Corn replant decisions in 2004

What a weekend! Who could have predicted that it could go so wrong? Only four days ago I talked to a reporter and shared the good news from Iowa that we got most of our corn and soybean planted during the optimum-planting window and gave our crop the best start for many years. Yes, I know that the weather has been on the cool side and we have seen a little bit of frost injury but no significant replanting has been done in Iowa. This weekend definitely changed that.

Drowning corn

On Friday and Saturday we received, on average, 6 to 10 inches of rainfall along with significant hail injuries and a few "minor" tornadoes. Many reports this morning described severe wind injury with wind gusts of 100 miles an hour. The hardest hit area is the northern two-thirds of the state, where most of our corn and soybean acres are grown. It is still too early to say how many acres need to be replanted. Another front is moving in this afternoon and we may receive another half-inch rain this evening.

Corn that currently is not underwater is stressed and yellow because of the cool temperatures and the wet, saturated soils. Stand evaluations and assessments probably need to be made in each field. Based on my travels around the state yesterday, most farms had a field or part of a field under water, significant erosion, and large gulleys. Regardless of the cause of the damage, the key to survival and regrowth is the health of the growing point. Flooding at any time when the growing point is below the water level can kill the corn plant in a few days. If recovery from the whorl is not visible within four or five days of improved soil conditions, then counts of healthy plants should be made and replanting decisions considered. The cool temperatures that we saw yesterday and today, after the damage, slowed both the recovery and deterioration of the corn, which may force us to wait a few extra days before making an accurate assessment of the field.


When you evaluate your corn stands, first you need to determine the plant population in the field (stand counts in a row length equal to 1000th of an acre and count the plants to determine population), then you need to evaluate plant health three or four days later, assess the unevenness of stands, compare the yield of a reduced stand to that of a replanted stand, calculate replanting costs, and evaluate the risk factors of replanting. Optimum populations do vary across locations, but these variations are relatively small.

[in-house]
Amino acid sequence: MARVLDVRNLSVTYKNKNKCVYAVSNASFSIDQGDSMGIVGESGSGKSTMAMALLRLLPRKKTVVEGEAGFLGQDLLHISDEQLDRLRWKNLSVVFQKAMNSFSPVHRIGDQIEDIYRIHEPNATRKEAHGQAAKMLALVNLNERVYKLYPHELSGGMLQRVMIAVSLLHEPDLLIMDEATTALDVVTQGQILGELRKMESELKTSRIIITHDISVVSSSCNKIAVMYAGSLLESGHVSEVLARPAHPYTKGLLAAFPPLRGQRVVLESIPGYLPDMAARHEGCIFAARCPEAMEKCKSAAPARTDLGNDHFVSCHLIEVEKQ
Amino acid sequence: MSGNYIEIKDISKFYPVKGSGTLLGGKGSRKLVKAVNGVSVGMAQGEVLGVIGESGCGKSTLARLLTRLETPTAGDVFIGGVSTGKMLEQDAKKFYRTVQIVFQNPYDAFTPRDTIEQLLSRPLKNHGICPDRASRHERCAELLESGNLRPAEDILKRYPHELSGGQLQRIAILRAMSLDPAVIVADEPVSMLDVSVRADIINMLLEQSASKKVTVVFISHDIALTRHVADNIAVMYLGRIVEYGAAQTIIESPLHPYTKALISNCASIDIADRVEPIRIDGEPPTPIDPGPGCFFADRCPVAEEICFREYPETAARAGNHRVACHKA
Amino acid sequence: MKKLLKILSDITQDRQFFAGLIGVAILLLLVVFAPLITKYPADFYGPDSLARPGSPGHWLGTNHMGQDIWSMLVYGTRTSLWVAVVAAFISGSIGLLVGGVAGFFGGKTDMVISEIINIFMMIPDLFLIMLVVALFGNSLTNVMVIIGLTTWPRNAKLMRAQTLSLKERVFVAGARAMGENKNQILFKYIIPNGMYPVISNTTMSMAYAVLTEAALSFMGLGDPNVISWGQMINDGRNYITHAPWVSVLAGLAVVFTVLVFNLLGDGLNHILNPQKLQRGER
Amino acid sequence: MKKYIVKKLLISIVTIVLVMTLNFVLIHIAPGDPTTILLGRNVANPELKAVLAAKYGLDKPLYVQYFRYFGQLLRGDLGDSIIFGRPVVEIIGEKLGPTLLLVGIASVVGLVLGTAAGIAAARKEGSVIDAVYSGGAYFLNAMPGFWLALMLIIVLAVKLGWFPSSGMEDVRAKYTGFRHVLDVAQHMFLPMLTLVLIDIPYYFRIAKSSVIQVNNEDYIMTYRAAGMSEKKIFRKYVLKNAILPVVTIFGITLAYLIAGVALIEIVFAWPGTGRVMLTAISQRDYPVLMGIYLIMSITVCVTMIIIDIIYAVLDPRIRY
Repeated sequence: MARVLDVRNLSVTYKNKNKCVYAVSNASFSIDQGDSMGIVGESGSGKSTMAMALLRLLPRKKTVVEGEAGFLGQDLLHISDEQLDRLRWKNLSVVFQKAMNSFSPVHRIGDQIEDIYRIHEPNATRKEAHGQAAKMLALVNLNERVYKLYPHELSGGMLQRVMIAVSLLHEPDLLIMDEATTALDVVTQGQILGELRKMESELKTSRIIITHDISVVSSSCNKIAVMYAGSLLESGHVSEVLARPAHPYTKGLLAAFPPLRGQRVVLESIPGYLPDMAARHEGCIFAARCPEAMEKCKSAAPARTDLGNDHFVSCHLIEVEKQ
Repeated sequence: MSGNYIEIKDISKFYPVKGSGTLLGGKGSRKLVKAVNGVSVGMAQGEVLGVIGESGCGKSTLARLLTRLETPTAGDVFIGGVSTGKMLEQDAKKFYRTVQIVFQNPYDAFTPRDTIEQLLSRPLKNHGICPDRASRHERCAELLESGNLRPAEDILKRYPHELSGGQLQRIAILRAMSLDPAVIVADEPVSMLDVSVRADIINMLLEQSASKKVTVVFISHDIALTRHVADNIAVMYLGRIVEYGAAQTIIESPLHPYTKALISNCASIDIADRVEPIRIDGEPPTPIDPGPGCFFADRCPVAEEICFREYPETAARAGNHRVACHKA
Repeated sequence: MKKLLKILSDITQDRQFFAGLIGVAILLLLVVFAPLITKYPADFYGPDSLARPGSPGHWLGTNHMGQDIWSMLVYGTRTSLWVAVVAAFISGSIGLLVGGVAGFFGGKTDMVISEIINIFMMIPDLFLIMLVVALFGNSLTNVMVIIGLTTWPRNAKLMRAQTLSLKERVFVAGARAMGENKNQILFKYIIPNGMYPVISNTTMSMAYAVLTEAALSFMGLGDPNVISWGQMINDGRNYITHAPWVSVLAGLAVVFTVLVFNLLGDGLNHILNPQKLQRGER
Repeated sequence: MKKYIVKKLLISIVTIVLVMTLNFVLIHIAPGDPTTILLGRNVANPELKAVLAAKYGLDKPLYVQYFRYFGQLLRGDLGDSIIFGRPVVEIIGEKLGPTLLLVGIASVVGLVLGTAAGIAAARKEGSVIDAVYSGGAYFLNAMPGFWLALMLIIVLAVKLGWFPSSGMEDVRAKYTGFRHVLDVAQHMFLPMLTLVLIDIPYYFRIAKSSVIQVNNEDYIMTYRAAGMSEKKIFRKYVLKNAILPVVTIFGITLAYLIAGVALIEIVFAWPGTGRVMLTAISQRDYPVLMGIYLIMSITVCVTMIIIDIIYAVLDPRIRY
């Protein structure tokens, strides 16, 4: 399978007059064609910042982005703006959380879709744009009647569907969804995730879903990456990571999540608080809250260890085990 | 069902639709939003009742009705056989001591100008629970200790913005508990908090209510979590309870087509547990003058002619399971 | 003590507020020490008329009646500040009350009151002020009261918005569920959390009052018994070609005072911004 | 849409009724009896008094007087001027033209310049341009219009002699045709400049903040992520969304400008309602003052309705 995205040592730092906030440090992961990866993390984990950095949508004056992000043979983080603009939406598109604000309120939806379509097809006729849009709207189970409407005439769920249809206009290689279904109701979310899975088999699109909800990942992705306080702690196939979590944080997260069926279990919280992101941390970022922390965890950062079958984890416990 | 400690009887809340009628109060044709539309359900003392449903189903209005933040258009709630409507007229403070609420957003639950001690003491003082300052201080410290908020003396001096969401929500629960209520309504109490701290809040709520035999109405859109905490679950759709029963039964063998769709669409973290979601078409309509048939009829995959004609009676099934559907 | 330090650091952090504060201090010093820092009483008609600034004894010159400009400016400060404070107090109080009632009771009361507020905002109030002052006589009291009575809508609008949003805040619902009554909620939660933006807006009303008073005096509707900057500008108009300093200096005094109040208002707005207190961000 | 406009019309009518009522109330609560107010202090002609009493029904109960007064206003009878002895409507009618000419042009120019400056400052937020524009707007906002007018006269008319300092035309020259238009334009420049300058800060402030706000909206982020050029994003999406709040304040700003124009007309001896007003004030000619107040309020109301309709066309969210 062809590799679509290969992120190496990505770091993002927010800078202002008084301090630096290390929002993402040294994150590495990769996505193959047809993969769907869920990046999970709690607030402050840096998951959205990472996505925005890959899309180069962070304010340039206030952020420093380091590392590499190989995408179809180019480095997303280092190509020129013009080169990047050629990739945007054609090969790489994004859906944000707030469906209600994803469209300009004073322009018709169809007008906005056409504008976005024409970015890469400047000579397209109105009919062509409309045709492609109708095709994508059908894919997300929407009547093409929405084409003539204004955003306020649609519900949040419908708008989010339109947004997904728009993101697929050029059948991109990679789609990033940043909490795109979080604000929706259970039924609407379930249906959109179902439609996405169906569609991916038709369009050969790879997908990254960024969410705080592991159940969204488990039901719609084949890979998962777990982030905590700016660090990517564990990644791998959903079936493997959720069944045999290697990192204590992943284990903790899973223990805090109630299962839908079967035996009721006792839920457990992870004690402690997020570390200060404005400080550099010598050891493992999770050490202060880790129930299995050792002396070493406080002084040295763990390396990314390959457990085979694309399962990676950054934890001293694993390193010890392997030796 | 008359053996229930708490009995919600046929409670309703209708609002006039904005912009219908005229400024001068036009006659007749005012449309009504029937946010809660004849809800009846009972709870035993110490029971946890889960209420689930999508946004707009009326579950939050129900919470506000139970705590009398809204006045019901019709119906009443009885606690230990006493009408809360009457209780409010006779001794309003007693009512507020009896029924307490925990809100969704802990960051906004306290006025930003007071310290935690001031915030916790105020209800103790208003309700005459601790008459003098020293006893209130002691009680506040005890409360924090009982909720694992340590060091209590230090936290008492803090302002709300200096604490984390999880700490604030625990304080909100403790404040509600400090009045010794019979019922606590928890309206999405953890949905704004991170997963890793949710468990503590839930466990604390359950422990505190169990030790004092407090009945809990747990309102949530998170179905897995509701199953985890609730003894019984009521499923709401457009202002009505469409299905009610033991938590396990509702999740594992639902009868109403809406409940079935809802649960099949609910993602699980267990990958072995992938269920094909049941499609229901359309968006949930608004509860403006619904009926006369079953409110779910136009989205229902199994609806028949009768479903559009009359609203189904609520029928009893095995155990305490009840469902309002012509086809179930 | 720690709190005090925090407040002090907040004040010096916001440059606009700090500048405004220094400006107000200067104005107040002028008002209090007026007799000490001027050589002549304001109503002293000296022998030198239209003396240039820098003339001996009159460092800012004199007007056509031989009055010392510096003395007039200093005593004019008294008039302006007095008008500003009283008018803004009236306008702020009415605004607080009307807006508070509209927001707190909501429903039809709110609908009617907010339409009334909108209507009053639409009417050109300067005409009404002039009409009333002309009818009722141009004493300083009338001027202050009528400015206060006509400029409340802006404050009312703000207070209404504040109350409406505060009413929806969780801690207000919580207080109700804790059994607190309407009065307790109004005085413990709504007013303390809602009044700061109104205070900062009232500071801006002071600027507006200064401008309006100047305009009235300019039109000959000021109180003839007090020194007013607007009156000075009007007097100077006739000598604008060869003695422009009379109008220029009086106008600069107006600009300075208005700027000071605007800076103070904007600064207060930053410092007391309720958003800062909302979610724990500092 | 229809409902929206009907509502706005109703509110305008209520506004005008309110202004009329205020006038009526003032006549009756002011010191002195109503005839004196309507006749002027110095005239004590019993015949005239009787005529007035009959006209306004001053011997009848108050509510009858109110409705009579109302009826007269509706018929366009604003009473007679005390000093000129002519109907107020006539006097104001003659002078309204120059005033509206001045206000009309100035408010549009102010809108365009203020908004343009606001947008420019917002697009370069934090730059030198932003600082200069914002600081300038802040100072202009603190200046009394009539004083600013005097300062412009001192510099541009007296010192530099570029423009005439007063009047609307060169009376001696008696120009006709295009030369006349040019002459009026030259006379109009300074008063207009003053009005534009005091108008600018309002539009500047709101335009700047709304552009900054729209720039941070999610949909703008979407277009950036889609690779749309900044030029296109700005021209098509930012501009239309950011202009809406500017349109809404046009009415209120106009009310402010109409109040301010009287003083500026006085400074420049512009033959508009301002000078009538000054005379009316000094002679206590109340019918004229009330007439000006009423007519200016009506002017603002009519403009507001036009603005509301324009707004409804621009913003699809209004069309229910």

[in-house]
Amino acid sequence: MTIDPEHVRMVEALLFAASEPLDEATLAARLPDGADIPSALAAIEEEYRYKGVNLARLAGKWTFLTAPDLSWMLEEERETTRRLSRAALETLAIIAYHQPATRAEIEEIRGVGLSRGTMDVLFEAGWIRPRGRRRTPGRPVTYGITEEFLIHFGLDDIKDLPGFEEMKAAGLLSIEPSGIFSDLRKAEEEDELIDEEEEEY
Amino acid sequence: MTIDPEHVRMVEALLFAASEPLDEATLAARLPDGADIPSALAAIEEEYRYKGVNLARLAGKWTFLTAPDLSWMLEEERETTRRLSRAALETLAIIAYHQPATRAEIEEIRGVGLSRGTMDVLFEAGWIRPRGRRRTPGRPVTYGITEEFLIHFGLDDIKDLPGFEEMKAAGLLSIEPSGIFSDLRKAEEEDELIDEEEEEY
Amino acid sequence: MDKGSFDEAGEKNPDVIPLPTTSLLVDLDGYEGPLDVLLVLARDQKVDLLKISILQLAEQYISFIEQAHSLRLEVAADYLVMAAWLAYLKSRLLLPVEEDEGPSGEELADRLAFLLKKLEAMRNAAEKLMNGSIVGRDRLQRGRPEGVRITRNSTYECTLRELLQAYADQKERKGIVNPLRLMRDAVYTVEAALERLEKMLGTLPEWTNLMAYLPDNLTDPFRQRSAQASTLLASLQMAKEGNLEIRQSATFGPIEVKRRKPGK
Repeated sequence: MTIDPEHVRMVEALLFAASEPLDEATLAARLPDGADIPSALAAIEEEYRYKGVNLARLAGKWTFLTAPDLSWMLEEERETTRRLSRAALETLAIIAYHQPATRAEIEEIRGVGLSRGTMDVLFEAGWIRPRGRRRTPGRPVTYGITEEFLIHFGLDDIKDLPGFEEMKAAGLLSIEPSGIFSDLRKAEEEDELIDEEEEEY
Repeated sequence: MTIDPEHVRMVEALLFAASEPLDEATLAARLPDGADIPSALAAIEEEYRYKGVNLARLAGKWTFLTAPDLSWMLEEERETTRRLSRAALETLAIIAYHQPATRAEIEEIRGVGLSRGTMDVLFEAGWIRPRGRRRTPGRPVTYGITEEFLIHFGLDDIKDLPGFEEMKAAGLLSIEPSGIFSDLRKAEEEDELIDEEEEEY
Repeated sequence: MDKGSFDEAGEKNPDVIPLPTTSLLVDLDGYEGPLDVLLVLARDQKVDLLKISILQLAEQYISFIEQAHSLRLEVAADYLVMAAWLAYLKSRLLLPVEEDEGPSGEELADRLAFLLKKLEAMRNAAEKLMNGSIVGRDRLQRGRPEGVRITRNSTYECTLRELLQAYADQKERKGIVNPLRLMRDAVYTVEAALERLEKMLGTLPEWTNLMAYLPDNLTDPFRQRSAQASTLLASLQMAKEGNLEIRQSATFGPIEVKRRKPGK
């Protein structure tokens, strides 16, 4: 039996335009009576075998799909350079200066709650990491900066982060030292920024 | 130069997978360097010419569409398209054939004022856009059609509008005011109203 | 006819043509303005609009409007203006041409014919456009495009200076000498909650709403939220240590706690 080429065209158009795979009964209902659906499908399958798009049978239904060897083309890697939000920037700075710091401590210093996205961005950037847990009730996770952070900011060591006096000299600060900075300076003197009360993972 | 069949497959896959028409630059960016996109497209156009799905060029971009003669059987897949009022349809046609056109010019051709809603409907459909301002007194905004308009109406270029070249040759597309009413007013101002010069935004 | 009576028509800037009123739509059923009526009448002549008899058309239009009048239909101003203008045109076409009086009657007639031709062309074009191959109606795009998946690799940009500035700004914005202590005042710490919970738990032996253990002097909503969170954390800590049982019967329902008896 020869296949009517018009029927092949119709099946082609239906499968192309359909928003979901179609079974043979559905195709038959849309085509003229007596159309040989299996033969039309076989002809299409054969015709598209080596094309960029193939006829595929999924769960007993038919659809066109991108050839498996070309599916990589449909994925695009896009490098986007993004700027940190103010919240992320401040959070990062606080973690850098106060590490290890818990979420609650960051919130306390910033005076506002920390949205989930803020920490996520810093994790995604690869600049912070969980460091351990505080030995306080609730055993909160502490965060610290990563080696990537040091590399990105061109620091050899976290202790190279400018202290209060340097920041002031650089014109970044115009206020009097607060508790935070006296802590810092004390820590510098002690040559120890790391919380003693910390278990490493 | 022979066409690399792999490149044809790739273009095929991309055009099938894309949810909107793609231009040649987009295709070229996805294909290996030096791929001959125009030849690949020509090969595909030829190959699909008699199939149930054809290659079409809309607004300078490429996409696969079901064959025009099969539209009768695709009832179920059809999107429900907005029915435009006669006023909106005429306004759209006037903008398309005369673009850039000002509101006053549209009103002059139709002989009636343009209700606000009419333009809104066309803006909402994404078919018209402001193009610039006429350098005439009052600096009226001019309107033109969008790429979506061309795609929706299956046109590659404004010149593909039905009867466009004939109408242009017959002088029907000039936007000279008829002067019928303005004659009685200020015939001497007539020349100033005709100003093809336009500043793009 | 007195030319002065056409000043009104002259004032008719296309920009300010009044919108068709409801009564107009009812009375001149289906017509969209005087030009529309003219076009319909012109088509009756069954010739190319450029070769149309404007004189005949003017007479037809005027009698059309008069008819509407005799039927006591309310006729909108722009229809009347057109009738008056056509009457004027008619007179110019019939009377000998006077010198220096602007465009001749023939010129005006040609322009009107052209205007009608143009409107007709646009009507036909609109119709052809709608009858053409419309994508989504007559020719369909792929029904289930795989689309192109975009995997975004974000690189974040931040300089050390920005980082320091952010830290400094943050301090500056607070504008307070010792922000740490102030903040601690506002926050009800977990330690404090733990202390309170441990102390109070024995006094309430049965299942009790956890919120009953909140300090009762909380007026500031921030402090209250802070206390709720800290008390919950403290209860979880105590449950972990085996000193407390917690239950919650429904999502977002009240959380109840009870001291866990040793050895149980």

If you are in a situation where corn needs to be replanted because of last weekend's weather, one of the first questions that pops in my mind is "How late we can plant full-season corn hybrids in Iowa?" Although delayed planting shortens the growing season, corn hybrids adjust well to this delay. Corn yields do not begin to decline rapidly until planting is delayed beyond mid-May. Based on previous Iowa State University research on corn yield response to planting date, corn yield will be 68 percent of the relative yield potential compared to corn planted at the optimum window (April 20 to May 5). A general rule is that if planting is delayed until May 25, you should select a hybrid that matures five days earlier than an adapted full-season hybrid for that area. If planting is delayed another seven days, select a hybrid that matures another five days earlier than the previous one. In general, the date to switch maturities is later in southern Iowa. Generally speaking, if corn planting is delayed until June 10 to 15, very early maturing corn hybrids should be used; after June 10 to 15, corn planting is risky unless the corn can be used for silage. If you decide to switch to another crop, such as soybean, please remember that the corn herbicide program that you used earlier may not allow you to plant soybean.

For more information on corn planting in Iowa, refer to PM 1885: Corn Planting Guide.

Influence of planting date and plant population on corn grain yield (adapted from

Planting Date
April 20-May 5 May 13-19 May 26-June 1 June 10-16 June 24-28
Final Stand* Relative yield potential (percent)
28,000-32,000 100 99 90 68 52
24,000 94 93 85 64 49
20,000 81 80 73 55 42
16,000 74 73 67 50 38
12,000 68 67 61 46 35

* Assumes a uniform plant spacing

This article originally appeared on pages 50-51 of the IC-492 (9) -- May 31, 2004 issue.

Updated 05/30/2004 - 1:00pm